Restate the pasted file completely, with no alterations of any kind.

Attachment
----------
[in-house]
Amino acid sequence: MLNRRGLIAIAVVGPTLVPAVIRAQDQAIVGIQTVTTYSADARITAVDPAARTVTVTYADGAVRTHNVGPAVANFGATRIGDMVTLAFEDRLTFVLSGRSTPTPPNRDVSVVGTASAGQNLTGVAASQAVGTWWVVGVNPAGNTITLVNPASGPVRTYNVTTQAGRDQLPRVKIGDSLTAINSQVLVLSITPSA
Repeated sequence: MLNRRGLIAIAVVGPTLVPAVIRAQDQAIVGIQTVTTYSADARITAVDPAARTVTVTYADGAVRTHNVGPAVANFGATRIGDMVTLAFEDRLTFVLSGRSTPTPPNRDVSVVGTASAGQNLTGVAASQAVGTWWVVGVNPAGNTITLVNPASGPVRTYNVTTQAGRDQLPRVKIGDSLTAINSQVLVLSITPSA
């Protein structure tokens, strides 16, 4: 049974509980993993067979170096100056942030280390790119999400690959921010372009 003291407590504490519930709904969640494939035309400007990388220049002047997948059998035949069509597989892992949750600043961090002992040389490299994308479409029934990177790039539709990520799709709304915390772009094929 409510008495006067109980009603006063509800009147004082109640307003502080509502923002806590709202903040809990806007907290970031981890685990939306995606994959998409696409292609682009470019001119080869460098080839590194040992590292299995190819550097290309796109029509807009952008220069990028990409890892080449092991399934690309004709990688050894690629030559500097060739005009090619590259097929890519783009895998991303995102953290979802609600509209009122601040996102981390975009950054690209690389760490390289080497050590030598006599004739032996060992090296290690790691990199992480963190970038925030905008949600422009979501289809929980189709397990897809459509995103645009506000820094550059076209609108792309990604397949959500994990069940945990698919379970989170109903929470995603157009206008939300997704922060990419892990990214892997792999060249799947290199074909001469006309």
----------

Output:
[in-house]
Amino acid sequence: MLNRRGLIAIAVVGPTLVPAVIRAQDQAIVGIQTVTTYSADARITAVDPAARTVTVTYADGAVRTHNVGPAVANFGATRIGDMVTLAFEDRLTFVLSGRSTPTPPNRDVSVVGTASAGQNLTGVAASQAVGTWWVVGVNPAGNTITLVNPASGPVRTYNVTTQAGRDQLPRVKIGDSLTAINSQVLVLSITPSA
Repeated sequence: MLNRRGLIAIAVVGPTLVPAVIRAQDQAIVGIQTVTTYSADARITAVDPAARTVTVTYADGAVRTHNVGPAVANFGATRIGDMVTLAFEDRLTFVLSGRSTPTPPNRDVSVVGTASAGQNLTGVAASQAVGTWWVVGVNPAGNTITLVNPASGPVRTYNVTTQAGRDQLPRVKIGDSLTAINSQVLVLSITPSA
């Protein structure tokens, strides 16, 4: 049974509980993993067979170096100056942030280390790119999400690959921010372009 003291407590504490519930709904969640494939035309400007990388220049002047997948059998035949069509597989892992949750600043961090002992040389490299994308479409029934990177790039539709990520799709709304915390772009094929 409510008495006067109980009603006063509800009147004082109640307003502080509502923002806590709202903040809990806007907290970031981890685990939306995606994959998409696409292609682009470019001119080869460098080839590194040992590292299995190819550097290309796109029509807009952008220069990028990409890892080449092991399934690309004709990688050894690629030559500097060739005009090619590259097929890519783009895998991303995102953290979802609600509209009122601040996102981390975009950054690209690389760490390289080497050590030598006599004739032996060992090296290690790691990199992480963190970038925030905008949600422009979501289809929980189709397990897809459509995103645009506000820094550059076209609108792309990604397949959500994990069940945990698919379970989170109903929470995603157009206008939300997704922060990419892990990214892997792999060249799947290199074909001469006309």